Now that congressional Democrats have blocked a Republican effort to kill the Iran nuclear deal, attention is shifting to what America must do to reassure Israel and its American supporters that the agreement will not harm Israel’s security.
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The second GOP presidential debate took place on the eve of a new round of debate in the House over Planned Parenthood funding, and a potential government shutdown fight looms over the issue.
Most Republican 2016 hopefuls are falling all over themselves to appeal to the party’s anti-choice base and talk about how badly they want to defund Planned Parenthood. In the process, they’re making some blatantly untrue statements.
Here are five of the most absurd comments about Planned Parenthood from the people who want to be the Republican nominee for president.
As I write this as I prepare for Rosh Hashanah, the Jewish New Year. Every year the holiday brings an opportunity for reflection, and this year particularly so.
President Obama talks about his bagel choice, and ways that the Jewish community has shaped him.
At the end of my interview with President Obama the morning of Friday, August 28, after he had defended with lawyerly precision the pending multinational nuclear agreement with Iran and voiced a determined optimism that the toxic relations between his administration and Israel will be repaired, I asked him a more personal question.
The summer has been an ugly one for the American Jewish community. What should have been a policy debate over the Ian nuclear deal devolved into something much more pernicious and overwhelming. The Iran deal, as important as it is, has become so divisive that the damage it is doing to American Jewry, and even world Jewry, is on the verge of becoming permanent. It has taken on the appearance of the war of the Jews, as if only our community has a stake in the debate’s outcome.
One of the campaign issues that went underdiscussed during the first prime-time Republican presidential debate should really be at the top of the list: the future of the Supreme Court.
Why? When the next president is inaugurated in January 2017, three of the nine Supreme Court justices will be 80 or older. Anthony Kennedy, the swing vote, and Antonin Scalia, the bombastic conservative, will be almost 81, and Ruth Bader Ginsburg, the liberal icon, will be 83.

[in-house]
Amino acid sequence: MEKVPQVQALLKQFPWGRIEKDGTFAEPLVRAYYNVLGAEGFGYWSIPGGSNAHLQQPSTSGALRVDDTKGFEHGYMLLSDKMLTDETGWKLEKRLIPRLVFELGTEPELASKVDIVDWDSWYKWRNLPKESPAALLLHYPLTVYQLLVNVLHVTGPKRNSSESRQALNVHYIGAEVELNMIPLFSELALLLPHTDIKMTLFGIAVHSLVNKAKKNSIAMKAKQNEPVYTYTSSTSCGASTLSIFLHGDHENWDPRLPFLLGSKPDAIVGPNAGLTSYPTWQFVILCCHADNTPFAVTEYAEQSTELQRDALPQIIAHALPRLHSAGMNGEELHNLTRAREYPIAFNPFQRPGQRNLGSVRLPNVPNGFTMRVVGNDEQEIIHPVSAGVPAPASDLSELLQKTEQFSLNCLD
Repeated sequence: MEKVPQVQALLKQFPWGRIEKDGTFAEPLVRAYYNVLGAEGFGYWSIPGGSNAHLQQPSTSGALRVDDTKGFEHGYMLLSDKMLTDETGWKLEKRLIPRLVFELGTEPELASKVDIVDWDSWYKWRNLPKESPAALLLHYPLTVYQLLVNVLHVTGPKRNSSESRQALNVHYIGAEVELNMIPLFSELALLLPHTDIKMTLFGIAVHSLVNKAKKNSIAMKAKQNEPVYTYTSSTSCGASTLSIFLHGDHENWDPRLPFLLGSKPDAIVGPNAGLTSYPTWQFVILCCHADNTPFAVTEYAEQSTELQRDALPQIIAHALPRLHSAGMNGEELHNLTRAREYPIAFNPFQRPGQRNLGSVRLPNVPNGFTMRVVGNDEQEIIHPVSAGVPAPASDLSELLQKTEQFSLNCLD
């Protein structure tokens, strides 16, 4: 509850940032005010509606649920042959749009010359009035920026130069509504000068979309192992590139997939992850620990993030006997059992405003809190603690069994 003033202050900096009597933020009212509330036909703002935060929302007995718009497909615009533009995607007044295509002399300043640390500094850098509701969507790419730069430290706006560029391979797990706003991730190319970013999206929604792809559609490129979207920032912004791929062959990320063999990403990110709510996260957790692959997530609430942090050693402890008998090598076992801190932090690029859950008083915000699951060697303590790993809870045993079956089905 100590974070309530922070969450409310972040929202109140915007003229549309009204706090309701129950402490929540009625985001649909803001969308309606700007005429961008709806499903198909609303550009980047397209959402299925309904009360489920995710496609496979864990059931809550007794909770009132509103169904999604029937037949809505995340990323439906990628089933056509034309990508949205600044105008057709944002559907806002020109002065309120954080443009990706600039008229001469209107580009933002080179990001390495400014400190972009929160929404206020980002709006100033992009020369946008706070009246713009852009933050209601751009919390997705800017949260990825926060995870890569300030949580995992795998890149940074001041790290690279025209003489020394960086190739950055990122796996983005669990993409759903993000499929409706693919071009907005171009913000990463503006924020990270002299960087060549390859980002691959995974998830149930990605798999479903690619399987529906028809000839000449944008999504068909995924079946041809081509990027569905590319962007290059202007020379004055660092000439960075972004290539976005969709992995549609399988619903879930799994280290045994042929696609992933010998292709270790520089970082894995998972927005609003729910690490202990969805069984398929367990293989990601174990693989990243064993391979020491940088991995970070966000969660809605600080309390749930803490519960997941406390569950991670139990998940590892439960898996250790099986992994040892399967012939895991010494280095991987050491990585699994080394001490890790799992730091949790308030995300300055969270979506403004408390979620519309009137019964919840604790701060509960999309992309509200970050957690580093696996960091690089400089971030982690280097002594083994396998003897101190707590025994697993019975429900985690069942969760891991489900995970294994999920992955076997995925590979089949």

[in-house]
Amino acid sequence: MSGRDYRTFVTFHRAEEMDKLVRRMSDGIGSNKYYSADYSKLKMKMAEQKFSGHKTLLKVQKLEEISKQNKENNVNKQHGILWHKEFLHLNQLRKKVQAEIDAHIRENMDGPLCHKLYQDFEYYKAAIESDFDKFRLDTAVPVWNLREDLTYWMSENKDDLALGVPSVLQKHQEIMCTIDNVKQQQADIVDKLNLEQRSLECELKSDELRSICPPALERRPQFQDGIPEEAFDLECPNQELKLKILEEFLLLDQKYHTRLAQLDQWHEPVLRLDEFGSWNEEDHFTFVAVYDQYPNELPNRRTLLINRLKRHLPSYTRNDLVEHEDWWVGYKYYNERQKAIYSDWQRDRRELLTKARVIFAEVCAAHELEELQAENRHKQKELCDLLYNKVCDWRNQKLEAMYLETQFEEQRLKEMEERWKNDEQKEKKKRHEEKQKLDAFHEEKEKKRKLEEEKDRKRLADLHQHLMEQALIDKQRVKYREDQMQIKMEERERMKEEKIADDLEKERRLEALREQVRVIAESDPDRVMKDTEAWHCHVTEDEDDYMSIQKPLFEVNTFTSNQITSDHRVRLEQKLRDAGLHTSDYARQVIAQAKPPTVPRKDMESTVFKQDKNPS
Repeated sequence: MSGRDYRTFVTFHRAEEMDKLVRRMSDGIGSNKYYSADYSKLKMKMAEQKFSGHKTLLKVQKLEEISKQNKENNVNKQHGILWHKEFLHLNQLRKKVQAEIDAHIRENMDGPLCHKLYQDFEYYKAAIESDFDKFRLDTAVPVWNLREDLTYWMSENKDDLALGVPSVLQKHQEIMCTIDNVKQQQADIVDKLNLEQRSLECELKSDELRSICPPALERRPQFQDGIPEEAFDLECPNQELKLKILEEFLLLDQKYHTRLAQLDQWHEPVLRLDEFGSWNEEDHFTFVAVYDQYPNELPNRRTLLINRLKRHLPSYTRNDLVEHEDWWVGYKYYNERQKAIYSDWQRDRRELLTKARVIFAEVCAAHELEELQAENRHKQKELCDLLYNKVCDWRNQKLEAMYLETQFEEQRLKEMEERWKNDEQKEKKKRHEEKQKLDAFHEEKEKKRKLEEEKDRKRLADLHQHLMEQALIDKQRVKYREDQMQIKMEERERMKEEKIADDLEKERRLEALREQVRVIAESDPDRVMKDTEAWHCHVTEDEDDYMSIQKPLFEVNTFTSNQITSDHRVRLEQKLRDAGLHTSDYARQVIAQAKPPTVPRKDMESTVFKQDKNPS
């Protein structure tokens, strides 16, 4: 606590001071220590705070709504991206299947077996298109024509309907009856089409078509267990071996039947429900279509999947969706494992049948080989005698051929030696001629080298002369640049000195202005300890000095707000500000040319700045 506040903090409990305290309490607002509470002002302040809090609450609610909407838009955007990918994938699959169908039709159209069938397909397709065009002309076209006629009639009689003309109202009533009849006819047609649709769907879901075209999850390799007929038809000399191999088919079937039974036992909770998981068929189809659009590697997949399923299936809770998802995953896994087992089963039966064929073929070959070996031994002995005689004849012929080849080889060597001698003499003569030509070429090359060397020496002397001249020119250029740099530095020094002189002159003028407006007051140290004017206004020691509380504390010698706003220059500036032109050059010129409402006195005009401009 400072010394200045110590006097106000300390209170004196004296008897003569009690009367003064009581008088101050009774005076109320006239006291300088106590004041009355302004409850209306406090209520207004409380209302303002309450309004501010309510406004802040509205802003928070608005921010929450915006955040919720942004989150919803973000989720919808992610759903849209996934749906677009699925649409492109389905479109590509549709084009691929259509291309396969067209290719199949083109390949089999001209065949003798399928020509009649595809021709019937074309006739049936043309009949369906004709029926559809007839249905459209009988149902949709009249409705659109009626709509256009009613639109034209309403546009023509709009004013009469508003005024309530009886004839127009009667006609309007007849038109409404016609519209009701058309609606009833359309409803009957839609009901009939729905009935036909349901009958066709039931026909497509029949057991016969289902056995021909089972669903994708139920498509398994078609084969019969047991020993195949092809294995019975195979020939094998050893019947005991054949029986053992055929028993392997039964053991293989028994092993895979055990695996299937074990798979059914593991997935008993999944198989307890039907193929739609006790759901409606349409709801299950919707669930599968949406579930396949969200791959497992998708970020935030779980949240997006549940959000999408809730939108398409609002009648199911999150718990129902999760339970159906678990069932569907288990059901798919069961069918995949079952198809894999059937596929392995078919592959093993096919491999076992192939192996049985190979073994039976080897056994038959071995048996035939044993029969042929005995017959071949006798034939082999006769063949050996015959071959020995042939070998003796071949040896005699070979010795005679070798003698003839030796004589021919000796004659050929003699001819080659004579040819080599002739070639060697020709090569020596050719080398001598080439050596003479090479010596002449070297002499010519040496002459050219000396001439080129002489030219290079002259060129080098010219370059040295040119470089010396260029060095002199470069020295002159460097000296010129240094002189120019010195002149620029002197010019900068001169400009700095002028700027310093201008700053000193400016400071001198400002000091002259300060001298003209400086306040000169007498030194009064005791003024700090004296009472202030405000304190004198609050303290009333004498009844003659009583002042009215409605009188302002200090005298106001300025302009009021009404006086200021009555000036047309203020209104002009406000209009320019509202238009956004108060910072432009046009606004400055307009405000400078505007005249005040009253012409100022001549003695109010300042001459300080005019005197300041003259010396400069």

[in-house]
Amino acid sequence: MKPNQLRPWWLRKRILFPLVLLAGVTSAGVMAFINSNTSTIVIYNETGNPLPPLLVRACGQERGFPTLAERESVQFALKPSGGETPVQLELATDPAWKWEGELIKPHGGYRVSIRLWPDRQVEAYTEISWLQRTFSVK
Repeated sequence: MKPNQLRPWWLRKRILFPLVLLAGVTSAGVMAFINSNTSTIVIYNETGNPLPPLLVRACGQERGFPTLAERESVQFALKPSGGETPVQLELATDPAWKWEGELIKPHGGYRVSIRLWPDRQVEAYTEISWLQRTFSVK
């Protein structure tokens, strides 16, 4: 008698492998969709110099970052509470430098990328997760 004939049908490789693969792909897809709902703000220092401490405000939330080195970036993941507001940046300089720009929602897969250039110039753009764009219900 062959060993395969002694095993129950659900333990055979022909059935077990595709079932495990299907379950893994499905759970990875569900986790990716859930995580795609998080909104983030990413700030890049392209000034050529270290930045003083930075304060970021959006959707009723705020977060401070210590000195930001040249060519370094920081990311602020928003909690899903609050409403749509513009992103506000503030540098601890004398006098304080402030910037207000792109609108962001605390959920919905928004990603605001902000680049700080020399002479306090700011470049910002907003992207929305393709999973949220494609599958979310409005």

Hopefully, the fabricated “scandal” over Planned Parenthood will be wrapping up today. For the past few weeks, Republicans have been striking poses of outrage and disgust over a series of misleading videos created by the religious-right propagandists at the Center for Medical Progress. CMP claims the videos show illegal activity at Planned Parenthood, a claim that is, simply put, a lie. But Senate Republicans are performing outrage and pushing for a vote to defund Planned Parenthood.
Gun control's weary warriors have been searching for a way to appeal to Republicans and give the issue a pulse in Congress. A couple of Midwestern women Democrats may have found a way to do it, by tying it to domestic violence.
International negotiators assembled in Austria have announced the final terms of the Iranian nuclear deal. The purpose of the deal is to limit Iran's nuclear program to something that is small, safe, and peaceful — and to impose lots of invasive inspections to make sure Iran is keeping to its end of the deal. In exchange, Iran gets relief from some of the economic sanctions that have crippled its economy. Both sides, the thinking goes, also get to avert a war.
At JAC, we are united with the Jewish community in our fervent desire to see the threat from a nuclear-Iran eliminated through diplomatic means. The U.S. has always had a strong commitment to Israel's security, a goal that has always united the two countries. As Congress reviews the details of the deal, it is important they remain committed to maintaining a strong U.S.-Israel relationship, free from partisanship and that discussions are "rigorous and fact based."